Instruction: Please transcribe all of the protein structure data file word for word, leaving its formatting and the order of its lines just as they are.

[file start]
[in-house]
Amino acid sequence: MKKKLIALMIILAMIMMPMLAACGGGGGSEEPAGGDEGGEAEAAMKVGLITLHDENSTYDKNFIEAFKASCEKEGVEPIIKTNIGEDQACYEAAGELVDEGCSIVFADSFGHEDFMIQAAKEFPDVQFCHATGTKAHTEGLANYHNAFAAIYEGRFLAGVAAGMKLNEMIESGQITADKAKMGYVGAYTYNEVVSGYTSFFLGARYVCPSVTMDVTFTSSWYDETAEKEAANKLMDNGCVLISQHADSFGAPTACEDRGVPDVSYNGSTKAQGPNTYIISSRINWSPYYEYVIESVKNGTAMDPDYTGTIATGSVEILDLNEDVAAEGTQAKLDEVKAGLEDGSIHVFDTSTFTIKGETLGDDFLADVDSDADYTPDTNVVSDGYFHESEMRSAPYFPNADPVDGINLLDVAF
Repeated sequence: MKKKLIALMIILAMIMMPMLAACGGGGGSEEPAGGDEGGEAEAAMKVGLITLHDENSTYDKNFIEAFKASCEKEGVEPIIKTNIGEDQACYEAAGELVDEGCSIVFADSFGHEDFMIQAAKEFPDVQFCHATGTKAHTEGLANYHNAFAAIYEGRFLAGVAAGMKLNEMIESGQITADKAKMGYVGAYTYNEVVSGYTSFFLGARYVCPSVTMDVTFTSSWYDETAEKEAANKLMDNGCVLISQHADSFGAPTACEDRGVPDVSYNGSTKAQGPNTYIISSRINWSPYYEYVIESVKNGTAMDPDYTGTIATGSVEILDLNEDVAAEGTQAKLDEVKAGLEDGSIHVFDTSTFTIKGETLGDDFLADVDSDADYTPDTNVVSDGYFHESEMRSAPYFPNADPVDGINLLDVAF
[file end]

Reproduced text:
[in-house]
Amino acid sequence: MKKKLIALMIILAMIMMPMLAACGGGGGSEEPAGGDEGGEAEAAMKVGLITLHDENSTYDKNFIEAFKASCEKEGVEPIIKTNIGEDQACYEAAGELVDEGCSIVFADSFGHEDFMIQAAKEFPDVQFCHATGTKAHTEGLANYHNAFAAIYEGRFLAGVAAGMKLNEMIESGQITADKAKMGYVGAYTYNEVVSGYTSFFLGARYVCPSVTMDVTFTSSWYDETAEKEAANKLMDNGCVLISQHADSFGAPTACEDRGVPDVSYNGSTKAQGPNTYIISSRINWSPYYEYVIESVKNGTAMDPDYTGTIATGSVEILDLNEDVAAEGTQAKLDEVKAGLEDGSIHVFDTSTFTIKGETLGDDFLADVDSDADYTPDTNVVSDGYFHESEMRSAPYFPNADPVDGINLLDVAF
Repeated sequence: MKKKLIALMIILAMIMMPMLAACGGGGGSEEPAGGDEGGEAEAAMKVGLITLHDENSTYDKNFIEAFKASCEKEGVEPIIKTNIGEDQACYEAAGELVDEGCSIVFADSFGHEDFMIQAAKEFPDVQFCHATGTKAHTEGLANYHNAFAAIYEGRFLAGVAAGMKLNEMIESGQITADKAKMGYVGAYTYNEVVSGYTSFFLGARYVCPSVTMDVTFTSSWYDETAEKEAANKLMDNGCVLISQHADSFGAPTACEDRGVPDVSYNGSTKAQGPNTYIISSRINWSPYYEYVIESVKNGTAMDPDYTGTIATGSVEILDLNEDVAAEGTQAKLDEVKAGLEDGSIHVFDTSTFTIKGETLGDDFLADVDSDADYTPDTNVVSDGYFHESEMRSAPYFPNADPVDGINLLDVAF